Denmark: The military manual on the law of the armed forces explicitly protects educational institutions: “Protection of children entails some respect for children’s right to education etc., including in conflict affected areas… [R]estraint should be exercised with respect to use of schools and other education institutions in support of Danish military operations. This particular focus on schools is due to the grave consequences of military use, not only in terms of immediate risk to the lives of children and young people, who may be in or in the neighborhood of such schools, but also more long-term consequences for school aged children."- Military Manual on the Law of the Danish Armed Forces in International Military Operations, September 2016, pp. 45, 115, & 154.
New Zealand: New Zealand has released their updated military manual, which highlights the importance of protecting education and calls for military use of educational infrastructure to be avoided unless absolutely necessary, with a footnote to the Declaration and Guidelines. It also says that schools that have become military targets may only be attacked if “imperatively demanded by military necessity", which is in line with Guideline 4. “Use and occupation of schools and other educational institutions obviously inhibits the exercise of this right [to education] and is to be avoided wherever possible… [Defence forces] are not to use school buildings or facilities for military purposes unless it is absolutely necessary." – Manual of Armed Forces Law, volume 4, 2019.
United Kingdom: Reference to the Safe Schools Declaration and a copy of the Guidelines have been included in the Ministry of Defense’s Joint Service Publication 1325 on Human Security in Military Operations.
Central African Republic: MINUSCA issued a directive in 2015 (MINUSCA/OSRSG/046/2015) which states that “[a]ll MINUSCA military and police personnel should avoid encroaching on the security and education of children by using the following guidelines as good practice […] The use of a school or university by a party to a conflict is not permitted, and cannot provide grounds for continuation of such use”.
Somalia: In 2017, in the context of implementing the Declaration, AMISOM handed a number of educational buildings back to the authorities, including the Somali National University. Prior to the handover, the UN Support Office in Somalia supported the clearance of all unexploded ordnance and rehabilitated the buildings that had been occupied by the troops.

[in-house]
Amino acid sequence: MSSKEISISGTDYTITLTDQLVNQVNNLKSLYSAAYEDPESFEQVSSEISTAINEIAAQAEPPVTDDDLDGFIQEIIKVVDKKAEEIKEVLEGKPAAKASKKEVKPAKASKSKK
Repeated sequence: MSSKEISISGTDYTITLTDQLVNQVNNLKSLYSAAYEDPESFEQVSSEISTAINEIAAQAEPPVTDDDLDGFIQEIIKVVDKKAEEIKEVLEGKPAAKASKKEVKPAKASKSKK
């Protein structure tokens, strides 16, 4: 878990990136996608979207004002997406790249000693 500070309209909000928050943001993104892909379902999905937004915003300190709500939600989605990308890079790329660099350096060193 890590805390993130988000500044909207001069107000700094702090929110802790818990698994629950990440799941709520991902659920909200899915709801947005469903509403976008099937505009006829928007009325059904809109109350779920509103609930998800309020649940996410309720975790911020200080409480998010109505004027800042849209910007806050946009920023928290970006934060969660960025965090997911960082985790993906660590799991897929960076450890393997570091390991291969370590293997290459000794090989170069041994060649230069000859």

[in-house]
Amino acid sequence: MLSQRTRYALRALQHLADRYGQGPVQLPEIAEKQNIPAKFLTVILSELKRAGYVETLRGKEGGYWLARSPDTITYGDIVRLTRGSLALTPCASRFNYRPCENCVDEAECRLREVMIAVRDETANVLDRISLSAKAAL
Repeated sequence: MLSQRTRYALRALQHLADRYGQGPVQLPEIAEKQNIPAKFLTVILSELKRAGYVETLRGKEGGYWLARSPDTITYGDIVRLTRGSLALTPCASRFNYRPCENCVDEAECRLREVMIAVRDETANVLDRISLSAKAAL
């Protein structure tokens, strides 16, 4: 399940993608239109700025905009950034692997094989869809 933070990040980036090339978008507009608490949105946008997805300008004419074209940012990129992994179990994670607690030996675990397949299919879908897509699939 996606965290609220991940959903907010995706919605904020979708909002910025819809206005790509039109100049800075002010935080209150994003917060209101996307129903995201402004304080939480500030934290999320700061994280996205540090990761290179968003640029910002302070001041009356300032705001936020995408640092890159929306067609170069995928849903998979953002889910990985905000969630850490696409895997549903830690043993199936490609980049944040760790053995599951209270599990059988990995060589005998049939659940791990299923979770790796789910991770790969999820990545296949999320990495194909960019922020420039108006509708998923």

United Nations Department of Peace Operations: There is an explicit ban on military use of schools in the UN peacekeeping framework: “Schools shall not be used by the military in their operations.”- United Nations Department of Peacekeeping Operations, United Nations Department of Field Support, United Nations Infantry Battalion Manual, Vol. I, August 2012, section 2.13.
Côte d’Ivoire: The armed forces of Côte d’Ivoire have integrated modules on the rights and protection of children, including a specific module on prohibiting occupation of schools and training institutions. The training is established in the four military regions of Côte d'Ivoire, and provided by a child protection cell, which is staffed with trained military personnel.
United Nations Department of Peace Operations: DPO integrated a case study on military use of schools in child protection training materials for UN peacekeepers. The case study includes a scenario of military use of a school and suggested questions to guide the discussion. -United Nations Department of Peacekeeping Operations, Specialized Training Materials on Child Protection for Peacekeepers – Trainers Guide, Module 6, pp. 144-145.